Murders in Maryland Prisons Continue Despite Reforms
Murders in Maryland Prisons Continue Despite Reforms
Reforms instituted by Maryland officials in an effort to curb violence in the state’s prison system have done little to stem the number of prisoner homicides, according to statistics released by the Maryland Department of Public Safety and Correctional Services.
Prison officials reported that while the number of serious assaults on prisoners dropped 47% from 2006 through 2012, and serious assaults on prison staff fell 65% during the same time period, the number of homicides in 2012 jumped to six – a three-year high – and additional murders occurred in 2013 and 2014.
Several of the killings occurred at Maryland’s highest-security prison, the North Branch Correctional Institution (NBCI) in Cumberland, including three murders within five months.
At approximately 5 a.m. on September 27, 2012, a prisoner once considered to be one of the most dangerous criminals in Howard County, surrounding Baltimore, was found dead in his cell at NBCI. Charles David Richardson IV, 28, was serving two life sentences without the possibility of parole for killing a female convenience store clerk and shooting a 19-year-old acquaintance to death inside his apartment.
Guards reported that they found Richardson’s cellmate outside the cell “in possession of clothing that appeared to be bloodstained,” according to a report by the Maryland State Police.
When guards entered the cell they discovered Richardson under a blanket with obvious head trauma. He was pronounced dead at the scene; the official cause of death was strangulation.
On November 27, 2012, serial rapist Michael Armstead, 53, was attacked by another NBCI prisoner while walking to the dining hall, according to police. He suffered a serious head injury and was taken to a Baltimore hospital, where he remained until he died on January 9, 2013.
Ricky Bailey, 51, was serving life without parole at NBCI for a 1991 home invasion, rape and robbery. As guards served breakfast on February 10, 2013, Bailey notified them that he “needed to be removed from the cell.” When guards returned to the cell they found Bailey unconscious with injuries to his head, neck and extremities. He was pronounced dead at the scene.
Other Maryland prisons have also experienced prisoner-on-prisoner homicides. On November 26, 2012, Malcolm Jerrod Pridget, 19, was taken to the Maryland Shock Trauma Center at the University of Maryland Hospital Center in Baltimore after he was found in his cell at the Western Correctional Institution, suffering from severe head injuries. Pridget, serving a 30-month sentence on drug and gun charges, died several days later.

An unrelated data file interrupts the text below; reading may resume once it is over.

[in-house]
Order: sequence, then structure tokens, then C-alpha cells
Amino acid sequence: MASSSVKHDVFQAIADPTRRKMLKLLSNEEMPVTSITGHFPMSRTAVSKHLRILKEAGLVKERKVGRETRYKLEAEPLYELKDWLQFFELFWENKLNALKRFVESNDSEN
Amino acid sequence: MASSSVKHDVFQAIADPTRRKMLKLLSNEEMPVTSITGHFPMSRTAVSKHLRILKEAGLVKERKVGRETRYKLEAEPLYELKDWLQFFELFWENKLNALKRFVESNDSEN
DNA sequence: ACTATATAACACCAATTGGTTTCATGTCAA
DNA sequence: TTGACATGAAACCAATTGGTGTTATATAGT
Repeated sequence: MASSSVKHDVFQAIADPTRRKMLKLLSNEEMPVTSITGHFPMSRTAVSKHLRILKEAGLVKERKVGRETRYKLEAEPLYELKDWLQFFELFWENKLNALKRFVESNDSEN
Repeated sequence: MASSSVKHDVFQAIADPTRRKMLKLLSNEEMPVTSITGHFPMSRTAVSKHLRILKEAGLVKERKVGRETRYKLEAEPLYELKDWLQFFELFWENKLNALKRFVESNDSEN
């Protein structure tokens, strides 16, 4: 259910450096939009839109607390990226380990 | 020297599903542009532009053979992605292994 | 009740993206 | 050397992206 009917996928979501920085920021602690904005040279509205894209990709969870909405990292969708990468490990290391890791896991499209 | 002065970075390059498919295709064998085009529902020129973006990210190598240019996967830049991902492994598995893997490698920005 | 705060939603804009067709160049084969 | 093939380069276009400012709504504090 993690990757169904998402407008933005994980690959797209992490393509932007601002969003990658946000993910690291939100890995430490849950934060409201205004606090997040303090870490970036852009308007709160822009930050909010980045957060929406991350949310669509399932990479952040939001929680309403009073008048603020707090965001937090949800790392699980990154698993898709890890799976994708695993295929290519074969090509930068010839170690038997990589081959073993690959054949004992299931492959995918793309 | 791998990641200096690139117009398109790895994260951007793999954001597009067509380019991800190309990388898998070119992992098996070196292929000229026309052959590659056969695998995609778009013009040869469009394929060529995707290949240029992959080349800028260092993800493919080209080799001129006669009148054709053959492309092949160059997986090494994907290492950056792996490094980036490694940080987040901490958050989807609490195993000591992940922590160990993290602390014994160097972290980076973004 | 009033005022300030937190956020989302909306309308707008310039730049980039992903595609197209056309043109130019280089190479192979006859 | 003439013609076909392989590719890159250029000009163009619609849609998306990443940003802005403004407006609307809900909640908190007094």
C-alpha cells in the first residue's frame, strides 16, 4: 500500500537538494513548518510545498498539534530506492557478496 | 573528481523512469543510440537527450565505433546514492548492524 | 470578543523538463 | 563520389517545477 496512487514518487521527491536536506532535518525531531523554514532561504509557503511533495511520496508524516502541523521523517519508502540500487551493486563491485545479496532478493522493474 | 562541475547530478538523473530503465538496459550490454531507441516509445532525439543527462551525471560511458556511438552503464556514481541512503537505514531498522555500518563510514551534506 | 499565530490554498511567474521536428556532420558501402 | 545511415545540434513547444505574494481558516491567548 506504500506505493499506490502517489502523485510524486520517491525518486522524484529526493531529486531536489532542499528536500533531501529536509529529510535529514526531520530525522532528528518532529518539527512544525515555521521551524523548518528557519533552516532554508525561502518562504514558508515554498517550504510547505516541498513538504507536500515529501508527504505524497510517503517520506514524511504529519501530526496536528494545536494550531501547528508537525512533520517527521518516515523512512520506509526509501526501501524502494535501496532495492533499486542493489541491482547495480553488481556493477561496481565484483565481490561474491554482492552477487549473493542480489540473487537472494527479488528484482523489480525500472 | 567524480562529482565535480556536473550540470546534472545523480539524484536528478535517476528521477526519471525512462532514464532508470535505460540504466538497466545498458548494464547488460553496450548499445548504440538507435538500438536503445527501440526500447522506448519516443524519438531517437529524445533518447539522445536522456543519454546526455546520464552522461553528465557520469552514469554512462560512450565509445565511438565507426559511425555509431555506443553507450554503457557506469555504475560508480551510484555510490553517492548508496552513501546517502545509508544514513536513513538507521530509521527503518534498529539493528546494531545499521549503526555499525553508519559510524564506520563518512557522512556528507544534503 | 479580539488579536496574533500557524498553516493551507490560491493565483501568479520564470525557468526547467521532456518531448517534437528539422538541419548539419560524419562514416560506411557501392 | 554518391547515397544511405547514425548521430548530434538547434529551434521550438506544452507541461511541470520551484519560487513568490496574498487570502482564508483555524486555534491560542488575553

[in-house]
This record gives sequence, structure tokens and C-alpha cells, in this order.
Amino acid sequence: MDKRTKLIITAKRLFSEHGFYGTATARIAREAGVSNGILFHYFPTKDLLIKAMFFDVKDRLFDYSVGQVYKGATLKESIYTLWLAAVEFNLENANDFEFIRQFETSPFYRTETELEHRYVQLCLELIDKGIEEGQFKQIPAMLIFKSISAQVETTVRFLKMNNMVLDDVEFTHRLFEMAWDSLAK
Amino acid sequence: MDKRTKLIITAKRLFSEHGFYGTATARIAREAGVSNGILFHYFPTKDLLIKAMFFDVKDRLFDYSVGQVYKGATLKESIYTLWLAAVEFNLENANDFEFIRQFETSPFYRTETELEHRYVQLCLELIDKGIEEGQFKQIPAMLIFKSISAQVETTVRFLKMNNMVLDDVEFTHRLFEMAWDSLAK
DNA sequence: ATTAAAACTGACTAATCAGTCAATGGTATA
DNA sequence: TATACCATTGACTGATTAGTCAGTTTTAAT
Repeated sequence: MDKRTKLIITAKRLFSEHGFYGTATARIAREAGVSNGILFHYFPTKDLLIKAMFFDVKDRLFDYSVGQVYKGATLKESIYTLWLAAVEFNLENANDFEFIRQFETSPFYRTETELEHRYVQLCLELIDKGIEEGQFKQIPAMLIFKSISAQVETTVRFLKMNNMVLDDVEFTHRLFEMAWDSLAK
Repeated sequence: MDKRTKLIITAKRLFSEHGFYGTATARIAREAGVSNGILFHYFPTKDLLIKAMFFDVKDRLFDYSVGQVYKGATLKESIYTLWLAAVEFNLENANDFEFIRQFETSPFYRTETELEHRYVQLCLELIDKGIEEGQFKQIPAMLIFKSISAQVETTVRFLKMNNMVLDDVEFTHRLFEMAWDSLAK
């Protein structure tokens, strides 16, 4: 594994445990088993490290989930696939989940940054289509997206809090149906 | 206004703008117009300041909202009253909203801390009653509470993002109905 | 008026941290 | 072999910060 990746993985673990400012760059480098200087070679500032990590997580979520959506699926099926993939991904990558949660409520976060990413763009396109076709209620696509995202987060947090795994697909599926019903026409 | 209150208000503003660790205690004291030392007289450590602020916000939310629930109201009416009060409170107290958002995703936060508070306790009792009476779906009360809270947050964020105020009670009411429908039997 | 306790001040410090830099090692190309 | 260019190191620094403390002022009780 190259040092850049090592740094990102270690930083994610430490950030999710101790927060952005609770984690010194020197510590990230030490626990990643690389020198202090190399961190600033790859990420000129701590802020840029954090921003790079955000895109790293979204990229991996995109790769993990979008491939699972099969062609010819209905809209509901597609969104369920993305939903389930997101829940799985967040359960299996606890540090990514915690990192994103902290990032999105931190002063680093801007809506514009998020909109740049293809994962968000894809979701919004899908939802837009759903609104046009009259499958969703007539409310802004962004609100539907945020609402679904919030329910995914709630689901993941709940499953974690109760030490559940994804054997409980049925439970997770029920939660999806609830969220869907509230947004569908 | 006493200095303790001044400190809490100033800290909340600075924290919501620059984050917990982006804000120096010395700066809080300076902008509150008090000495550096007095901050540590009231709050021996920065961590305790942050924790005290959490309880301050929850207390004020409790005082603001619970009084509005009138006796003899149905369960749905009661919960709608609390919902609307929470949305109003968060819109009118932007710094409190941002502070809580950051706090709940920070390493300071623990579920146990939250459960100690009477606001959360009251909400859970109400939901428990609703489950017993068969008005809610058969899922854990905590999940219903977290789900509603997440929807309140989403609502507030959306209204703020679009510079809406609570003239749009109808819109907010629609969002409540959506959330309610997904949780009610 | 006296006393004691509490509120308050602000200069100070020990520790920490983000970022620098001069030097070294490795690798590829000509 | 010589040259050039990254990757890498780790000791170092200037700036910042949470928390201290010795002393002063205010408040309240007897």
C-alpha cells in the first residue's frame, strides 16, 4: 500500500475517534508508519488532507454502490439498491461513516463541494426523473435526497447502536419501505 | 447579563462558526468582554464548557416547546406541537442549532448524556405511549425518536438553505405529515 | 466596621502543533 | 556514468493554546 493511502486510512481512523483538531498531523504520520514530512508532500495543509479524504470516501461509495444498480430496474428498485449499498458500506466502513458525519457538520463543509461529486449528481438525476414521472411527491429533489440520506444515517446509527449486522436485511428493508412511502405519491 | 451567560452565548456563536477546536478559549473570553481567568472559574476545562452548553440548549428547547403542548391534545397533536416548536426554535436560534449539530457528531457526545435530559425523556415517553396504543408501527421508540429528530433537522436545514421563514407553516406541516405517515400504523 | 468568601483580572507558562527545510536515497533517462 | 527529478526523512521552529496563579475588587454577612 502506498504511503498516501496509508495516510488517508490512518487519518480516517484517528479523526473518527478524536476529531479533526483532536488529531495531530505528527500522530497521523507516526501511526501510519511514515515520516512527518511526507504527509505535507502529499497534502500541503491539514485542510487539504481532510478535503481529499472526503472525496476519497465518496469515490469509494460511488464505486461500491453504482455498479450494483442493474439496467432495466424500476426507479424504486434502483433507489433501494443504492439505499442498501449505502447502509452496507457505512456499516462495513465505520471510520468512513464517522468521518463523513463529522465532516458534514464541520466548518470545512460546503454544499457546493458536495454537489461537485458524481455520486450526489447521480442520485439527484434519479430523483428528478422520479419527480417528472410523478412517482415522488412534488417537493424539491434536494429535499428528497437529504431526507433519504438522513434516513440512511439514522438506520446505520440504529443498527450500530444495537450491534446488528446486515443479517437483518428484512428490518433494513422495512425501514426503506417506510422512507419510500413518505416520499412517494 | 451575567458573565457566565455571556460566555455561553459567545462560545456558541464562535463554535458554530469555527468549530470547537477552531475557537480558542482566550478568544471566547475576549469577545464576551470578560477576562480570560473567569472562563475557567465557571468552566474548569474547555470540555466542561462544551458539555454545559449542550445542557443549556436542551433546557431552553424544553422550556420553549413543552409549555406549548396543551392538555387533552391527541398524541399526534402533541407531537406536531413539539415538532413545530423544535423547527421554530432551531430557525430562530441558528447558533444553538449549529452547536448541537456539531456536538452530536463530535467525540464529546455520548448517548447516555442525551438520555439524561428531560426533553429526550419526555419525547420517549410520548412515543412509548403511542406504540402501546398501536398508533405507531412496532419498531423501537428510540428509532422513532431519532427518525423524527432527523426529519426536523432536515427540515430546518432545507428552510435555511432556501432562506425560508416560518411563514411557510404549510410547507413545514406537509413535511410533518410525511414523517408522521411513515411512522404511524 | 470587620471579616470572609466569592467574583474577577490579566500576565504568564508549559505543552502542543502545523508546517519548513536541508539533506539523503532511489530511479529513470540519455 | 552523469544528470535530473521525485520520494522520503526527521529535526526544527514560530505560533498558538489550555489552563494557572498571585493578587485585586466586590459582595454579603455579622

Prisoner Deavel Johnson, 22, was killed at the Maryland Correctional Institute at Hagerstown on March 26, 2013; he was reportedly stabbed in the neck in a minimum-security unit as he sat on his bunk playing a video game.
Also, on April 12, 2013, Javaughn Young, 26, died from injuries he received at the medium-security Maryland Correctional Institution in Jessup. Police officials said Young, who was serving time for assault and false imprisonment, had been severely beaten.
Then-Corrections Secretary Gary D. Maynard insisted that the murders did not detract from the overall safety of the state’s prison system because they were not connected to “any patterns or common circumstances that would indicate any issues related to the operational safety and security of our institutions.”
Maynard said the victims’ cellmates were usually identified as suspects in the homicides, and that such incidents are difficult to prevent despite screening by mental health professionals to determine whether cellmates will be compatible.
“Generally, where the cellmate is involved, there aren’t any gang-related or pre-meditated ‘hit’-like circumstances involved,” he wrote in an e-mail to the Baltimore Sun. “They are usually spontaneous, when one cellmate becomes angry enough to make a bad decision.”
Maynard pointed to efforts the department had taken to reduce prison violence since he assumed office in 2007. As an example, he cited the closing of the maximum-security Maryland House of Corrections in Jessup. He also initiated a closer working relationship between law enforcement agencies to share intelligence about gangs – an effort that paid off by keeping rival prisoners separated, he said.